South Asia is a vast region, with a population exceeding 1.5 billion, and a gross domestic product exceeding 1.5 trillion dollars. India alone is projected to be the world's most populous nation by 2030 and the third largest economy (behind China and the United States) by 2050. Australia's international reputation as a leading centre for South Asian Studies in the 1960s and 1970s has been eroded by funding cuts, program closures, and the failure to replace retiring academics.
Our courses - Religion and Politics in South Asia, Indian Epics, and Sanskrit - foster engagement with the textual, social, political, and linguistic traditions of the region from the ancient era to the present day. At one level, they draw together a core group of staff and students who are committed to restoring a balanced focus on South Asia vis-à-vis East Asia and Southeast Asia in the Asian Studies curriculum at the ANU. At another level, our courses position the ANU as a national hub facilitating the resurgence of South Asian Studies curricula and pedagogy across Australia.
It is a privilege to shape the trajectories of learners. With this privilege comes the responsibility to design teaching and learning activities and assessment tasks that shift the focus from what teachers teach to what students learn. Our courses have been designed in such a way that students create their own meaning as a result of their creative engagement with learning and assessment processes. Within our aligned course designs, every task is formative (resulting in feedback to help students reflect on their learning) and summative (resulting in credit for the student). All tasks with the exception of some weekly workshops are also flexibly delivered. Flexible delivery, unusual at the ANU, allows us to cater for students with significant work commitments and for those who live outside Canberra.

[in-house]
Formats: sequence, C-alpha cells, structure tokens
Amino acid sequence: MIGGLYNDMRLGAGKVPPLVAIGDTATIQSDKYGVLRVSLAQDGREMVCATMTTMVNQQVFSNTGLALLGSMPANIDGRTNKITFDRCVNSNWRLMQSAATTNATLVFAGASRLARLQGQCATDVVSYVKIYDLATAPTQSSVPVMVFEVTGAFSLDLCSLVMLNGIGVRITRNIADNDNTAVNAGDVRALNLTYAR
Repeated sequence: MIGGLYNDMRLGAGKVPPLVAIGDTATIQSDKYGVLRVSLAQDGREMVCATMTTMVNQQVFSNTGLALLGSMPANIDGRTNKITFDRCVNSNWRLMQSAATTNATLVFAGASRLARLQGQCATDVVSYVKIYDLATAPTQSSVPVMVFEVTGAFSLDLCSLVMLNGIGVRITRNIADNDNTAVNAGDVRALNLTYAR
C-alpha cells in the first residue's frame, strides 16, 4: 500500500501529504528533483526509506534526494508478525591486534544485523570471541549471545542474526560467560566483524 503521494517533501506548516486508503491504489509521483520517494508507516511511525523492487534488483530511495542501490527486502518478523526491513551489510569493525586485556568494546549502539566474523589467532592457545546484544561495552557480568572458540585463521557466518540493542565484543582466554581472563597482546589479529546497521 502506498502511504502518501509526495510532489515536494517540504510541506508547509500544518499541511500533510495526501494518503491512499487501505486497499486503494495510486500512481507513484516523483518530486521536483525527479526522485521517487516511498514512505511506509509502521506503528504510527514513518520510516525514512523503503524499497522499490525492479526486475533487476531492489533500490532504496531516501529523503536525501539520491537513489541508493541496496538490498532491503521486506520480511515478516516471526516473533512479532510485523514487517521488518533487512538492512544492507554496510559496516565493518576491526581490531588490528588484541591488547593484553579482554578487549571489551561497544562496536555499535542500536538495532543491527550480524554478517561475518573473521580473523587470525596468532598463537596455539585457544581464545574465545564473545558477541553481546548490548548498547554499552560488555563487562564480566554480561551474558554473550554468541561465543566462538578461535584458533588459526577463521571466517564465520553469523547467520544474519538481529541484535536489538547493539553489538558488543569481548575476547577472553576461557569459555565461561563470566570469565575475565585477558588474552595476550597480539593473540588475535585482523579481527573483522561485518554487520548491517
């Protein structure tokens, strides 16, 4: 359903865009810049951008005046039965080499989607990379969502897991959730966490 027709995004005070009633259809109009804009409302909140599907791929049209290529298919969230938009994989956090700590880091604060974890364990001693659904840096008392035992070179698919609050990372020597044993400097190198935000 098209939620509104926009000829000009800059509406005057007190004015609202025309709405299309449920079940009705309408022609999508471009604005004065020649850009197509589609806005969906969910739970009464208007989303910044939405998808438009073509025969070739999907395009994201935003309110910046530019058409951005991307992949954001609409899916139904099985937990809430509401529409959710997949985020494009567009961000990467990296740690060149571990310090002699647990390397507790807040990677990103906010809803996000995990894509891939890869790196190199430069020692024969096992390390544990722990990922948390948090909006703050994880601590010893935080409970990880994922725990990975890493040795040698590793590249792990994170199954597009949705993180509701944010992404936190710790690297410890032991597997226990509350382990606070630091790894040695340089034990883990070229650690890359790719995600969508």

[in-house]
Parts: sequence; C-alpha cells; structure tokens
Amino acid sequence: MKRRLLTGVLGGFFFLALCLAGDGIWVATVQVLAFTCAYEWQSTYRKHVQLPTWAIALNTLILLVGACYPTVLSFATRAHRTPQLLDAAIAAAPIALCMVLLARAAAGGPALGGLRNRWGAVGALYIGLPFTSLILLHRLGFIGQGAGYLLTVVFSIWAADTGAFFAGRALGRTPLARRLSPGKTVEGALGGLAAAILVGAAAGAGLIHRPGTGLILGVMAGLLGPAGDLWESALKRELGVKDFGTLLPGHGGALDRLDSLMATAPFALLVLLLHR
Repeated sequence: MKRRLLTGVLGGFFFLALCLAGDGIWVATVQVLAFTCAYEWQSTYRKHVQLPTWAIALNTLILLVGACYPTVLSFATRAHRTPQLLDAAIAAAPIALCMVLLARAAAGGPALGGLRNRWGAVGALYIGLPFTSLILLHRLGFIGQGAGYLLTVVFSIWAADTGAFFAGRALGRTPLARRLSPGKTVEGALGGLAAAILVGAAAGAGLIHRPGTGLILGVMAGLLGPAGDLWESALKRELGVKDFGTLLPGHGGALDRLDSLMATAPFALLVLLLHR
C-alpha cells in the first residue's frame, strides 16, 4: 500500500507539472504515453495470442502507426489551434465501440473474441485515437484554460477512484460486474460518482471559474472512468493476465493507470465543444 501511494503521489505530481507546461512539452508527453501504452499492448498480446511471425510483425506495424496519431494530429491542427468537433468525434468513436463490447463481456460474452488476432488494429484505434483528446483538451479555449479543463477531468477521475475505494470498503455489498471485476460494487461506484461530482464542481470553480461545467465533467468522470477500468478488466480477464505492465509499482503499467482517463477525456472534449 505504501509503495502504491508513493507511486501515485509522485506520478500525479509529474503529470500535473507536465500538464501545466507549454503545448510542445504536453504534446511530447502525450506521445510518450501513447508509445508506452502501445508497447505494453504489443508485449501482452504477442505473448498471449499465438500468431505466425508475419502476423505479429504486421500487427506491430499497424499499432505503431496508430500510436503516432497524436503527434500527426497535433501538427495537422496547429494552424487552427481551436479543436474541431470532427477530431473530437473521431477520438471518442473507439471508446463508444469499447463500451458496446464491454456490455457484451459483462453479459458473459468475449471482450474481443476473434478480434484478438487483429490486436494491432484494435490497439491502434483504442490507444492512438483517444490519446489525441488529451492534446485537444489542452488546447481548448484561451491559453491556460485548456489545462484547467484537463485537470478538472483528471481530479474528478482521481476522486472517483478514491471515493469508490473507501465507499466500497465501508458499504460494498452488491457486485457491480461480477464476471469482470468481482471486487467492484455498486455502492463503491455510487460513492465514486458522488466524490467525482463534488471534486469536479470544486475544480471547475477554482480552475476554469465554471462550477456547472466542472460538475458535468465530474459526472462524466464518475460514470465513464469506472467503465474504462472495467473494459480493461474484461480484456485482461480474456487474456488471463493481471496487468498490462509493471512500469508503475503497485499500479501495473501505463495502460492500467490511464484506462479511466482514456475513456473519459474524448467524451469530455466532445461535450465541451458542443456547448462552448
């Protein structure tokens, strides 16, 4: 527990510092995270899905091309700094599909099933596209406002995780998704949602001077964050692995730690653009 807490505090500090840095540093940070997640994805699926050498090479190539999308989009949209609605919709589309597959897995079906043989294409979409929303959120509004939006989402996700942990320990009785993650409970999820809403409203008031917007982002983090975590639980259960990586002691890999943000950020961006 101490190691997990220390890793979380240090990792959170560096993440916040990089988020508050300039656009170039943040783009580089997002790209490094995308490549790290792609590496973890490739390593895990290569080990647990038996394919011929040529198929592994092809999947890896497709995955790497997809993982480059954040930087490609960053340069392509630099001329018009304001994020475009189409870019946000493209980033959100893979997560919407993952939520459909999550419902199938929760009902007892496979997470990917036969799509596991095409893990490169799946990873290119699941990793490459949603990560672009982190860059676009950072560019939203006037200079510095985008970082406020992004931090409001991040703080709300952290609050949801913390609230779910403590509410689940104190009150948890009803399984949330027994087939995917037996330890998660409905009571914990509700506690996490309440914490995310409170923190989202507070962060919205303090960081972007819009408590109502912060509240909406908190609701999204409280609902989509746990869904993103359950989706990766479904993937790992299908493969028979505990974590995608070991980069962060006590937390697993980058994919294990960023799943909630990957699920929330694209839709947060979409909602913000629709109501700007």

A hallmark of our approach is team teaching. Joint design and delivery allows us to leverage on our complementary strengths. McComas has a background in South Asian languages and literatures. Ashvin has a background in anthropology and economics, and a PhD focusing on South Asian Studies pedagogy. We both share interests in politics and religion. Our collaboration consistently results in a whole that is far greater than the sum of its parts, and promotes teaching practice that moves beyond the dominant model of courses taught by a single lecturer prevalent in existing Asian Studies curricula.
Students love our courses because they are original, accessible, and meaningful. Recognition for the quality of our courses has come in the form of multiple teaching award nominations in every year we have taught, winning the ANU Students' Award for Excellence in Teaching in 2008, winning the ANU College of Asia and the Pacific Citation for Outstanding Contribution to Student Learning in 2008, and winning the corresponding ANU Vice-Chancellor's Citation in 2009. In 2010 we received the Australian Award for University Teaching - Citation for Outstanding Contribution to Student Learning.